The sub-tropical cloud forest of Tenerife is known as the ‘laurisilva’ – the laurel woodland, and much of it feels like the grounds of a long-neglected British country house. For the most part the ground is covered in dead leaves, but on the exposed earth of banks and tracks and on the windward side of tree trunks there is a rich growth of mosses. Occasional crashings in the canopy are generally one of the two species of endemic laurel pigeons, bickering over laurel fruit while frequent rustlings in the undergrowth usually turn out to be blackbirds which are very common. The dawn chorus in these mountain forests is truly wondrous in its richness and simplicity – the whole island seems to be ringing with the songs of countless blackbirds punctuated by the occasional grunts and squeaks of a roding woodcock.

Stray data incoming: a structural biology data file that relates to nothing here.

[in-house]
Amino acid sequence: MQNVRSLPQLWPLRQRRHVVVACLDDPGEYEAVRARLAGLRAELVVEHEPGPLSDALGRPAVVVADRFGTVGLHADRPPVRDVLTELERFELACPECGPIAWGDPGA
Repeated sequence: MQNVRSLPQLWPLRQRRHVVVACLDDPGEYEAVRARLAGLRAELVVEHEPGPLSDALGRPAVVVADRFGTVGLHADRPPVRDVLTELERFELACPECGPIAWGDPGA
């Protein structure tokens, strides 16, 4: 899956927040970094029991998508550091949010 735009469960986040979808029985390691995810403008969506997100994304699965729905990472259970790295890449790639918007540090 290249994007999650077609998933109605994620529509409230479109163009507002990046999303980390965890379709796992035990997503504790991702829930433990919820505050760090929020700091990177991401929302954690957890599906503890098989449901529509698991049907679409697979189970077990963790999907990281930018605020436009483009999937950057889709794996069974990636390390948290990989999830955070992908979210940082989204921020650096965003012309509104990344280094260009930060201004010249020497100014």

As ever in the Canaries, there is a sense of strangeness that can be difficult to pin down, and when you do it is often what is not there that is at the root of it rather than what is. On the forest floor, it finally dawned on me in December, there is a remarkable paucity of ants. Not a total absence, but they do seem to be very scarce indeed. Grubbing about in the leaf litter and under dead wood produces plenty of non-ant life however – small crickets, cockroaches, earwigs, bristletails, millipedes, snails etc – all, no doubt, good food for blackbirds. But the largest and most striking of the forest floor invertebrates are the semi-slugs. These are 5-6cm long and, to my eye, have great charm as they cruise about in stately fashion and plain view.